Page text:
The Making of Sierra Trail Runs
In 20+ years of mountain sport projects, from Himalayan climbing expeditions to skiing in North Korea to editorial and commercial shoots in mountain ranges all over the world, I have never enjoyed my work so much as I did while producing the Sierra Trail Runs book.
After living in the Alps for 15 years, returning to the mountain range where I am from, and where I learned to do all the things I do, was a pure joy. Best of all, I was able to realize that as it turns out, the Sierra may well be the best mountains of them all for trail running. There, I said it!
And we have some serious experiences to compare it all to. Before Sierra Trail Runs, our team also produced Elevation : The Alps Trail & Peak Running Resource. What makes the Sierra so good? Big mountains, wilderness, adventures to still be had, smooth trails, and of course abundant California gold in the form of sunshine and granite.
The idea for the book came about in the winter of 2020 when Kim Strom and I were shooting “Did you Ever Think?” for Patagonia. Our job was for Kim to discover the Sierra while returning from cancer treatment. We lived in the car, ran trails and ate a lot of burritos. For her debut performance as a Sierra trail runner, we ran Mt. Whitney on the winter solstice along with our great friend Hjördis Rickert. Somewhere along that lonely, snowy trail, we came up with the idea for the book after recognizing that there was little to no info for running in the Sierra. That discovery, combined with our previous experience creating the Alps guide, plus an interest in moving back to our old hometown of Bishop, plus wanting a long spell of sunshine, plus Hjördis saying, “Yes, let’s do it!”, got us to all to agree to commit to a summer and fall with the book production as our focus.
Next up, we needed routes. Not just hiking routes or established classic tours, but quality running routes with the unique features that trail runners want; interesting terrain, on and off trail routes, summits, and of course smooth trails to let the legs open up on. This was a job for Janine Patitucci who studies maps like a gold miner scrutinizes ore. Janine and I lived in Bishop for nearly ten years, much of which was spent in the High Sierra. With that knowledge, combined with her experience creating trails in the Alps, she scoured the maps, made us put in some long days, and finally came up with the runs we feature.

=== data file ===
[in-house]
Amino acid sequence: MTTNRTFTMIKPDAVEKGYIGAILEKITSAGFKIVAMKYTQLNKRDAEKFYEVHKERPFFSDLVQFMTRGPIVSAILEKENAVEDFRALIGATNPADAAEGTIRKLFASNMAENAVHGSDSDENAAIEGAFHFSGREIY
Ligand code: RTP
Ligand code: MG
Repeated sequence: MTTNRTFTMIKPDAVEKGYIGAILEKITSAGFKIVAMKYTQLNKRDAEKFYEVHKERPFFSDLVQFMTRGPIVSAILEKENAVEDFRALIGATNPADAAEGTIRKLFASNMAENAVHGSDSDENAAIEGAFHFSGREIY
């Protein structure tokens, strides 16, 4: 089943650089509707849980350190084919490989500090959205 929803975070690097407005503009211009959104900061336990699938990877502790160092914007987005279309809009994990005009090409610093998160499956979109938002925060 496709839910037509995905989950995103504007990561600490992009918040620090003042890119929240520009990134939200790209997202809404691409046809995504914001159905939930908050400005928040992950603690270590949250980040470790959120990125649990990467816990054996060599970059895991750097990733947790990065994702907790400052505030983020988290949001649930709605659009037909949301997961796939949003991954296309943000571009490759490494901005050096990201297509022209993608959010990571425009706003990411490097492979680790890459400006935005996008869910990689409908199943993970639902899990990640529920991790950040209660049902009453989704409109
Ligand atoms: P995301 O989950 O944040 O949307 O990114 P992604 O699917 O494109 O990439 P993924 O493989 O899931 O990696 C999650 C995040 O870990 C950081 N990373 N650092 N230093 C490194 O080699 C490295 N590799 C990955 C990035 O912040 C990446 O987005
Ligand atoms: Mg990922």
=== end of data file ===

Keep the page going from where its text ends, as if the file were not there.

Our team of four started running in May 2021 and besides a three month break so we could return home to the Alps to check mail, do laundry and feed the cat, we did little more than work on this book. We were four close friends who’s lives revolved around running in the mountains, shooting photos, documenting the experiences, voting yes or no on routes, fine tuning, sleeping at trailheads, managing aching bodies and of course eating everything. These were the ingredients that made for a time none of us will ever forget.
The result is something we hope inspires you to visit, and if you do, to have some of the same types of experiences we had running in the mountains of the Eastern Sierra. It’s more than a trail running guidebook, it’s a photo book, a resource for the Eastern Sierra, and even a training guide thanks to the great team at UphillAthlete.
In the end, the making of this book included:
4 sprained ankles
11 pairs of shoes
172,190 vertical feet
More personal crises than pairs of shoes
1 “Not In My Backyard!” situation
1 rain day
By Dan Patitucci